Question: Several times you talked about the United States and India and used the phrase strategic partnership, which is a phrase that resonates very well here. But the question I would ask is whether there is sufficient overlap of viewpoints in order to allow one to go forward? And two of the most pressing questions or issues that are sure to come before us are Iran and Afghanistan. Let me begin with Iran. The United States believes that it would be unacceptable for Iran to develop or otherwise acquire nuclear weapons. Is that a view shared by India and would India be prepared to support robust sanctions against Iran in order to discourage it from going down that path?
Prime Minister: As far as Iran’s nuclear weapon ambitions are concerned, I have stated it unambiguously on several occasions that we do not support the nuclear weapon ambitions of Iran. Iran is a signatory to the NPT. As such it has all the rights that go with its membership of the NPT, i.e., use of nuclear energy for peaceful purposes. At the same time, it has an obligation that goes with its membership and this rules out the nuclear weapon path. There is no ambiguity in our position. We are quite clear in our thinking that Iran should not go the nuclear weapon path. That is inconsistent with its obligation as a member of the NPT.
As regards the sanctions question, let me say that if the Security Council in its wisdom passed any Resolution we have in the past abided by the decisions of the Security Council. However, as I see, President Obama’s approach has opened up a new pathway of engagement without precondition. Our hope is that it will yield results. A few days before I left New Delhi, I had the privilege of meeting the Iranian Foreign Minister who is an old student who studied in our country for many years. He was there and while talking he mentioned explicitly to me that Iran is encouraged by the messages it is receiving from the new Obama Administration, and that he was hopeful that they would lead to constructive, productive results. I hope that that path, if it does yield productive results, would be for the good of humanity at large.
Question: On the question of Afghanistan I think the phrase you used is that the world should put its weight behind the country and Government of Afghanistan. You have obviously arrived in Washington in the midst of a public debate as well as the internal deliberations of the Obama Administration which in some ways is trying to define what putting our weight into Afghanistan might mean. Do you believe that a large increase or significant increase in American troop levels, or more broadly internationally troop levels, should be an element of the policy?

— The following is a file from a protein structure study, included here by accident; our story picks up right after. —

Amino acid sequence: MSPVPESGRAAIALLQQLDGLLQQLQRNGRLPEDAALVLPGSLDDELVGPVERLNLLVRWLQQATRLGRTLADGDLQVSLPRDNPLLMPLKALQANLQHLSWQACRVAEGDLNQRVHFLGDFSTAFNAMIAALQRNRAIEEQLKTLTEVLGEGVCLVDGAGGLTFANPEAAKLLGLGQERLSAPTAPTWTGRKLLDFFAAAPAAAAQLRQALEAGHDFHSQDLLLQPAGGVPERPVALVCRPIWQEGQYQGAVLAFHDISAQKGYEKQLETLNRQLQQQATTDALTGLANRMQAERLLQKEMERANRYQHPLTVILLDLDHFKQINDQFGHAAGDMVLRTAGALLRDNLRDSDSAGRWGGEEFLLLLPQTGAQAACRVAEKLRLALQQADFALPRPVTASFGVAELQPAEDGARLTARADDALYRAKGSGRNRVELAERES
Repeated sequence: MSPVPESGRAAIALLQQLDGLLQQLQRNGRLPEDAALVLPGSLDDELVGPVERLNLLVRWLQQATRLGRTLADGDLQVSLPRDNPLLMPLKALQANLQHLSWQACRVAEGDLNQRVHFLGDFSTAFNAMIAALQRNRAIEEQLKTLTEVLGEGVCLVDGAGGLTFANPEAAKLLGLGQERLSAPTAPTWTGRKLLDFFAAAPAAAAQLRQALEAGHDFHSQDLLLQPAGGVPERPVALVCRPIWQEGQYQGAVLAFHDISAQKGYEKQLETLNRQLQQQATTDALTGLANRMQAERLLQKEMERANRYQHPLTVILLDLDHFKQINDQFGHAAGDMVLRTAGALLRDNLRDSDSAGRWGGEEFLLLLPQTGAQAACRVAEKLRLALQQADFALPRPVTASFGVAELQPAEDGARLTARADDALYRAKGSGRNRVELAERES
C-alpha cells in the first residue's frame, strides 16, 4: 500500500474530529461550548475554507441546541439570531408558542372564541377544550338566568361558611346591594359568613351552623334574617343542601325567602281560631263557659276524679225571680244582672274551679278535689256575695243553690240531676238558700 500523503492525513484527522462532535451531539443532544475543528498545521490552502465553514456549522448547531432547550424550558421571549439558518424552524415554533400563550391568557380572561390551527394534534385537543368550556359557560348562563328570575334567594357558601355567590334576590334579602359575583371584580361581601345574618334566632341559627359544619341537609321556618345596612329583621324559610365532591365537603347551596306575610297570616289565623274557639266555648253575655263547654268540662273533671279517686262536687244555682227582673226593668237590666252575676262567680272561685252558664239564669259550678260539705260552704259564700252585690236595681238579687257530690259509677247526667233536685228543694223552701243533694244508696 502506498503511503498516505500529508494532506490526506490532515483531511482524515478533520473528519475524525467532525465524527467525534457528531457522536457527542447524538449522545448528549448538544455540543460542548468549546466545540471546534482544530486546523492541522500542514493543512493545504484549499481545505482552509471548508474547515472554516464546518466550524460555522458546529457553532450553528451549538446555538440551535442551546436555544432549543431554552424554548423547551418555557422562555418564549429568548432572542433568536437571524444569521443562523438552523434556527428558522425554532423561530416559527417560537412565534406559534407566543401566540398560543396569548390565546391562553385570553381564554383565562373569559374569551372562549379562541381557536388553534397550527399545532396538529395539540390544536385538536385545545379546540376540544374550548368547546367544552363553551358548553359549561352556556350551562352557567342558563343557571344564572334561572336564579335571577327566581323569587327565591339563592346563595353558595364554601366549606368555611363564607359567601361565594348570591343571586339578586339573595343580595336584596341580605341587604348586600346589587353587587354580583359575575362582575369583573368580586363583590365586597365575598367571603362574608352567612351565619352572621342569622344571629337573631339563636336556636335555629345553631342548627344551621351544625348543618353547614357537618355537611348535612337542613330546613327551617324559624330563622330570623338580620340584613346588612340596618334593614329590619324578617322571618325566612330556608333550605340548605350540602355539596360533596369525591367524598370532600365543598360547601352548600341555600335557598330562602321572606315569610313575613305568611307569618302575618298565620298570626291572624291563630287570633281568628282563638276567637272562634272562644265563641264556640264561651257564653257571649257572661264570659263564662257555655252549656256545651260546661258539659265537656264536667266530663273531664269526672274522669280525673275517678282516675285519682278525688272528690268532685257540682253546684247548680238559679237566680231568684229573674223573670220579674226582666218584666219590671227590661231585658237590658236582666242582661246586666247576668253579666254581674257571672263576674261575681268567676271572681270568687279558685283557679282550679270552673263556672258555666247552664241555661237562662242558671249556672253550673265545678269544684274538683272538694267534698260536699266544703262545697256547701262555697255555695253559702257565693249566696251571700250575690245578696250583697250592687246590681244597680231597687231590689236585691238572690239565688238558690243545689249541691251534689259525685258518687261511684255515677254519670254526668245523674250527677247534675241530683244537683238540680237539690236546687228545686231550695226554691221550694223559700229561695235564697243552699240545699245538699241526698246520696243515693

Prime Minister: I am not an expert on military affairs. It would be much too presumptuous on my part to claim that I know what the right size of troops that ought to be deployed at Afghanistan is. But I am quite clear in my mind that Afghanistan requires the sustained support of the global community, if it is to return to a path of peace, freedom and an environment in which fundamentalist terrorist elements do not have the sway of the type that they had some years ago before 9/11.
Question: Just a thought. Do you believe that what happens in Afghanistan would be decisive for Pakistan’s future?
Prime Minister: There is no doubt in my mind that if the Taliban and the Al Qaeda groups of people succeed in Afghanistan, that would have catastrophic results for the security and stability not only of Pakistan but for the security and stability of the whole of South Asia. Please do not forget that we are talking of nearly 1.8 billion people living in South Asia. Also, I believe it will also affect the course of evolution in the Middle-East as well as in Central Asia and maybe beyond these regions as well.
Question: To build on what you just said, when you look at your neighbour Pakistan, when you look at its difficulties with maintaining order, with governance, economically, do you harbour concerns that Pakistan could fail and if that were to happen, if Pakistan were to fail in certain ways, could India succeed?
Prime Minister: We do not want Pakistan to fail. The emergence of democracy in Pakistan is something we welcome. But at the same time we have to recognise that there are forces at work in Pakistan. The terrorist groups that are active there until now were active only in the federally administered areas along the borders of Afghanistan. Now I think they have a grip over several parts of mainland Pakistan. If that process is not controlled, I think it has phenomenal consequences for the security and stability of Pakistan as well as our own security.
Question: Speaking of which, you mentioned the anniversary of the terrible events in Mumbai a year ago. India exercised, what I believe most observers would say was, rather remarkable restraint. As you look back on that decision not to respond or retaliate militarily, do you believe it was the right decision? And God forbid, if it were to happen that there were future terrorist acts against India, do you think that that restraint may have come at a cost?